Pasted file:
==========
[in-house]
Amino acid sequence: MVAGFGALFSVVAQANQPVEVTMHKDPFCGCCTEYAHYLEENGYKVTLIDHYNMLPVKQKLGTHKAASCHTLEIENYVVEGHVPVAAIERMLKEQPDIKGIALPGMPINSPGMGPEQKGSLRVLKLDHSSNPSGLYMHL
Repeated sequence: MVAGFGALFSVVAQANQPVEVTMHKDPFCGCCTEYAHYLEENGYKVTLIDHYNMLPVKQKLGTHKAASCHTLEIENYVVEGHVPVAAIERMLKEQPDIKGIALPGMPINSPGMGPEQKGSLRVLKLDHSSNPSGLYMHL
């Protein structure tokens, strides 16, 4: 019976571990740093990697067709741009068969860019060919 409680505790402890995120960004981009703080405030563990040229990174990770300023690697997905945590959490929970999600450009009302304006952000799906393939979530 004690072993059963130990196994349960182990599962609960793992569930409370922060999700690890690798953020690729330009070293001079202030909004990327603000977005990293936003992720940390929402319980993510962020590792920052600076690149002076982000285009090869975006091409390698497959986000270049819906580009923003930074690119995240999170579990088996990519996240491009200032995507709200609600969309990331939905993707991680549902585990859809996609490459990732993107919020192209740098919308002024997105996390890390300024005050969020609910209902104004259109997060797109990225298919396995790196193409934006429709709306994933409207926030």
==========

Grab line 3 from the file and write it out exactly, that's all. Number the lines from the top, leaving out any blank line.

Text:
Repeated sequence: MVAGFGALFSVVAQANQPVEVTMHKDPFCGCCTEYAHYLEENGYKVTLIDHYNMLPVKQKLGTHKAASCHTLEIENYVVEGHVPVAAIERMLKEQPDIKGIALPGMPINSPGMGPEQKGSLRVLKLDHSSNPSGLYMHL